A show titled The Wrong Club (03/11/2017 — 06/01/2018) was a collaboration between Digital Empire | Düsseldorf and cologne based Galerie ampersand — curated by Falko Bürschinger & Florian Kuhlmann.
An exhibition in context of The Wrong — Biennale for Digital Art.
Banz und Bowinkel | Arno Beck | Tim Berresheim | Raphael Brunk | Matthias Danberg | Damian Dziwis | Dominik Halmer | Philipp Höning | Kilian Kretschmer | Stephan Machac | Igor Štromajer | Sebastian Schmieg | Timothy Shearer | Sebastian Thewes | UBERMORGEN
The 1999 Movie Office Space remade into two versions: one that does not contain any of the original dialogs, released as a screensaver through ScreenSaverGallery, and its counterpart in which everything in-between dialogs has been edited out, distributed through file sharing as an optimized version of the movie.
“Parallel Universes” approaches narratives of efficiency and relevance deeply woven into and amplified by computational culture by looking back at a time when computers were mainly considered office appliances. It utilizes an efficiency strategy described in Douglas Coupland’s novel “Microserfs” and applies it to the Mike Judge movie “Office Space”.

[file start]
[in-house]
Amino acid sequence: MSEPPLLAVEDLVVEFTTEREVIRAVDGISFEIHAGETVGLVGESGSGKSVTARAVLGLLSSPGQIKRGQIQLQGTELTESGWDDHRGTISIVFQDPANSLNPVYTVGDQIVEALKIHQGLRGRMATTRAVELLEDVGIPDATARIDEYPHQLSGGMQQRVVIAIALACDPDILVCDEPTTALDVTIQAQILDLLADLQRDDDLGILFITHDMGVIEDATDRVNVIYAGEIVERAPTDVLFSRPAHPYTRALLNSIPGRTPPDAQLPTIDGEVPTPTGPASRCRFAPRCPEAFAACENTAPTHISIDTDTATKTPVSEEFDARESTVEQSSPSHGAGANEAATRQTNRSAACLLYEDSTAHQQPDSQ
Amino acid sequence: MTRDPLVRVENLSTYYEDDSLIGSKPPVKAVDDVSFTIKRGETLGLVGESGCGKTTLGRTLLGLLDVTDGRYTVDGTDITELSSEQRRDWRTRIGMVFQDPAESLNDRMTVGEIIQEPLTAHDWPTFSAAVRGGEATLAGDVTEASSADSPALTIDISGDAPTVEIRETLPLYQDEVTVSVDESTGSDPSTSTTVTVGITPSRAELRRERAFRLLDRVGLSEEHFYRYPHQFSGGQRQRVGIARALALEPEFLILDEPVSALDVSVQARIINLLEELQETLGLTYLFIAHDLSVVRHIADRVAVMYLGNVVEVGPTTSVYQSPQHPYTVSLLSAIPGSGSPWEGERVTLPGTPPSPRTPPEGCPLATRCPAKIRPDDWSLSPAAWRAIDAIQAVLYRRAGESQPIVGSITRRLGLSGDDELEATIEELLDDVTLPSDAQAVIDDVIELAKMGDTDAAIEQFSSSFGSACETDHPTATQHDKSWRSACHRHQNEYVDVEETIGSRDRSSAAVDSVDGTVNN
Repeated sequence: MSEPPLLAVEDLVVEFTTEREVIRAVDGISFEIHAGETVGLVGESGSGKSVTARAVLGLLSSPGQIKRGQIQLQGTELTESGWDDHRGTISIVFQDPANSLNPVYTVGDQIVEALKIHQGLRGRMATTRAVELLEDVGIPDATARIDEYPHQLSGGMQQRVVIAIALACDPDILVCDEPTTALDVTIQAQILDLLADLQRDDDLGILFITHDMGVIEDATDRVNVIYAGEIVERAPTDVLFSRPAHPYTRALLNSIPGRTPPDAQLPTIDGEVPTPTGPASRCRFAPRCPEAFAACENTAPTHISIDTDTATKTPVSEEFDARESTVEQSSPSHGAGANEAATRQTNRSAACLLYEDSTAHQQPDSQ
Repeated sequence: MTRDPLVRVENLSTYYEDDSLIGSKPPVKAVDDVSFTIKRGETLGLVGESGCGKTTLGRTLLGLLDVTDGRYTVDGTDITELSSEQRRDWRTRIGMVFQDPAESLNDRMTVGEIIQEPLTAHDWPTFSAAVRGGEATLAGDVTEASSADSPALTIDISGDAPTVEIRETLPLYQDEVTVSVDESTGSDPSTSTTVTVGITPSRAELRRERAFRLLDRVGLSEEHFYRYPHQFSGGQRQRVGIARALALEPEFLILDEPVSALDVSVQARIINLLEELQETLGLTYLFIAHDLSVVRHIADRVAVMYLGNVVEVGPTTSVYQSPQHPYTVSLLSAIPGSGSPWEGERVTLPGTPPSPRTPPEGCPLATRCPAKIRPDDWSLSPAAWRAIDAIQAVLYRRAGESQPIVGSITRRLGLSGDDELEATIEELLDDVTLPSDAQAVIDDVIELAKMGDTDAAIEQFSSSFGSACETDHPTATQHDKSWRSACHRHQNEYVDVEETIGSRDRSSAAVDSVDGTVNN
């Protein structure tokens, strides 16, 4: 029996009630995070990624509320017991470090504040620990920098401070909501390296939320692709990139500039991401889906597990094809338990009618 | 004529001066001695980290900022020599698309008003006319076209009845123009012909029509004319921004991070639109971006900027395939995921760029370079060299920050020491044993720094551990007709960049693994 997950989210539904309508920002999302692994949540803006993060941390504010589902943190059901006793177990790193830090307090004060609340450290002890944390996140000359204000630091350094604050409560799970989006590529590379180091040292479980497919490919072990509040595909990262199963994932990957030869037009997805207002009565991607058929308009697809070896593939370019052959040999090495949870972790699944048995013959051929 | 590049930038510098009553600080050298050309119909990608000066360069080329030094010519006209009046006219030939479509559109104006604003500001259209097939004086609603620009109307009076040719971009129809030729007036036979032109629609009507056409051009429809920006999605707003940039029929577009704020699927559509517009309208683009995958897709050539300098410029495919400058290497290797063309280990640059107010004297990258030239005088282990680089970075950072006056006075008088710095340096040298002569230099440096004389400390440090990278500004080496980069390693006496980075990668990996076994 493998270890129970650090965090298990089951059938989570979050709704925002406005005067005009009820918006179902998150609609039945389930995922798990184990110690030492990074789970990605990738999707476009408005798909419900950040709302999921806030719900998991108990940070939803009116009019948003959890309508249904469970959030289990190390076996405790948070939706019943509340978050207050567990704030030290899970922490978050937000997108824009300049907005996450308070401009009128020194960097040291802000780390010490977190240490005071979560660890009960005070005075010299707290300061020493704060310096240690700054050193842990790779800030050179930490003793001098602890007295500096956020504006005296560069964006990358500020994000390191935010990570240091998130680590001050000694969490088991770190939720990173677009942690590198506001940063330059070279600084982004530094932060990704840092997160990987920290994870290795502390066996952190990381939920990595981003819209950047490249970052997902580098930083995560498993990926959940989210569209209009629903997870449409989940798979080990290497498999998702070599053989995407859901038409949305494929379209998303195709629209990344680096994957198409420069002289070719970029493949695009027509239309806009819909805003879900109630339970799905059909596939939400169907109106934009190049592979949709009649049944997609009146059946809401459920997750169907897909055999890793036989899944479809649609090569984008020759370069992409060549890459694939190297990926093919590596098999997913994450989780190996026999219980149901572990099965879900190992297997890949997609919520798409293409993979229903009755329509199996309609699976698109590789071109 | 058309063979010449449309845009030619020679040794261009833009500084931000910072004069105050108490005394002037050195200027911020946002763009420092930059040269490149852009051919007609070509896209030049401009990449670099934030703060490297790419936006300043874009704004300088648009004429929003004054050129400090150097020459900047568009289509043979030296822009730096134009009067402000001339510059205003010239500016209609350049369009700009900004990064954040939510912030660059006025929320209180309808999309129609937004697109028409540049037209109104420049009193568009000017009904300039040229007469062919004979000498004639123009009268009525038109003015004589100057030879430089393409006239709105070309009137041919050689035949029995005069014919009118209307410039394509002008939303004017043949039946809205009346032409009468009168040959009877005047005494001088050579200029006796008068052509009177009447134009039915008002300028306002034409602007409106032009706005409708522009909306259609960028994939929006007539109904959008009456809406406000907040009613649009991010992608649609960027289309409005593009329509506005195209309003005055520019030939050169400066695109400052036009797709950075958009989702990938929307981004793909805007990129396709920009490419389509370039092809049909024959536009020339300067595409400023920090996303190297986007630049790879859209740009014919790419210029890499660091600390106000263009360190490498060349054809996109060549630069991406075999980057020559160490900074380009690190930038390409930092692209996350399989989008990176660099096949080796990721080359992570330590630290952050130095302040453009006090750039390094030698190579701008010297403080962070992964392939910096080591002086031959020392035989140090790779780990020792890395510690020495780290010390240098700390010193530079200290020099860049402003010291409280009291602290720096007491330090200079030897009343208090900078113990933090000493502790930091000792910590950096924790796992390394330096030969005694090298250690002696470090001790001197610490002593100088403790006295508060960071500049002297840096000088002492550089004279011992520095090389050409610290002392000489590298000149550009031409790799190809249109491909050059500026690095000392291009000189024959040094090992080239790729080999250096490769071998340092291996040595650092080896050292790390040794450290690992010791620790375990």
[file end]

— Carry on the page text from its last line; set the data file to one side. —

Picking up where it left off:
Artist-programmer Ralf Baecker who is currently colaborating with V2 Rotterdam, has 2007 realized a work i can and will not forget, and therefore has its place in this archive-collection. Rechnender Raum (Calculating Space) is a lightweight sculpture made of sticks, strings and small weights; at the same time, it is a fully functional, logically precise neural network.
When the machine starts up, it tries to resolve spatial differences in its mechanical logical structure. Every attempt, however, generates new variations, capturing the machine in an infinite contemplative loop. Thanks to its strictly geometrical and intricate construction, the observer is able to track the processing logic in its entirety from any point around the machine. The visibility of the machine’s core is reinforced by the unusual distribution of its components: a nine-angled architectural body forms a torus. In contrast to the ordinary alignment of a hidden logic and an external user-facing display, here the geometric basis is turned inside out.
The core of the machine, with all its computational elements, is shifted outward to the surface, while the “display” showing the results of the operations is displaced to the heart of the system. Without either depending on or requesting interaction, the machine turns away from the visitor and carries out its computations for itself alone. Continue reading…